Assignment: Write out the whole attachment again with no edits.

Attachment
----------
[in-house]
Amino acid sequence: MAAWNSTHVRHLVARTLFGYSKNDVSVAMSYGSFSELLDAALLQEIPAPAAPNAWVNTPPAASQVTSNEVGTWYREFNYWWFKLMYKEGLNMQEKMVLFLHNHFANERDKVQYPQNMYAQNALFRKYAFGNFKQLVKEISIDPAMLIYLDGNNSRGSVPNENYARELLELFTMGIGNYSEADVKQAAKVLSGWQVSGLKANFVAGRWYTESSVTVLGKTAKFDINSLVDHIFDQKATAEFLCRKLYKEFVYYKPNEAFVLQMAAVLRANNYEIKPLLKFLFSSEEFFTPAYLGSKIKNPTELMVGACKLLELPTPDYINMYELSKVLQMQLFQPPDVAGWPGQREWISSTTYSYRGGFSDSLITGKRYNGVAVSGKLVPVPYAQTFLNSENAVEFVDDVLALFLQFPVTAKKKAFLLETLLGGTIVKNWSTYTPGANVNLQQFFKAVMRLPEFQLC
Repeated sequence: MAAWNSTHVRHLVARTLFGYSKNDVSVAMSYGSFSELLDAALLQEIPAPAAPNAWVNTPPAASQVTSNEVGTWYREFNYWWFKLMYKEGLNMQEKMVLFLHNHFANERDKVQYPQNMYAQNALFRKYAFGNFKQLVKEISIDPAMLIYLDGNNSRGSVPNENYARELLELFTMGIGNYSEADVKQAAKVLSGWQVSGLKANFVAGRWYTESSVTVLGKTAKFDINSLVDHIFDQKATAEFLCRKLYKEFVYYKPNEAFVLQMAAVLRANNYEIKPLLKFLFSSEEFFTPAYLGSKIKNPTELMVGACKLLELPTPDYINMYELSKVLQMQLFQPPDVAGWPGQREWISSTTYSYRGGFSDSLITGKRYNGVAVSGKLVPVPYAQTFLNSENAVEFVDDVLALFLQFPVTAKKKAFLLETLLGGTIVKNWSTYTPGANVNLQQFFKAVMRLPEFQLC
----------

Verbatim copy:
[in-house]
Amino acid sequence: MAAWNSTHVRHLVARTLFGYSKNDVSVAMSYGSFSELLDAALLQEIPAPAAPNAWVNTPPAASQVTSNEVGTWYREFNYWWFKLMYKEGLNMQEKMVLFLHNHFANERDKVQYPQNMYAQNALFRKYAFGNFKQLVKEISIDPAMLIYLDGNNSRGSVPNENYARELLELFTMGIGNYSEADVKQAAKVLSGWQVSGLKANFVAGRWYTESSVTVLGKTAKFDINSLVDHIFDQKATAEFLCRKLYKEFVYYKPNEAFVLQMAAVLRANNYEIKPLLKFLFSSEEFFTPAYLGSKIKNPTELMVGACKLLELPTPDYINMYELSKVLQMQLFQPPDVAGWPGQREWISSTTYSYRGGFSDSLITGKRYNGVAVSGKLVPVPYAQTFLNSENAVEFVDDVLALFLQFPVTAKKKAFLLETLLGGTIVKNWSTYTPGANVNLQQFFKAVMRLPEFQLC
Repeated sequence: MAAWNSTHVRHLVARTLFGYSKNDVSVAMSYGSFSELLDAALLQEIPAPAAPNAWVNTPPAASQVTSNEVGTWYREFNYWWFKLMYKEGLNMQEKMVLFLHNHFANERDKVQYPQNMYAQNALFRKYAFGNFKQLVKEISIDPAMLIYLDGNNSRGSVPNENYARELLELFTMGIGNYSEADVKQAAKVLSGWQVSGLKANFVAGRWYTESSVTVLGKTAKFDINSLVDHIFDQKATAEFLCRKLYKEFVYYKPNEAFVLQMAAVLRANNYEIKPLLKFLFSSEEFFTPAYLGSKIKNPTELMVGACKLLELPTPDYINMYELSKVLQMQLFQPPDVAGWPGQREWISSTTYSYRGGFSDSLITGKRYNGVAVSGKLVPVPYAQTFLNSENAVEFVDDVLALFLQFPVTAKKKAFLLETLLGGTIVKNWSTYTPGANVNLQQFFKAVMRLPEFQLC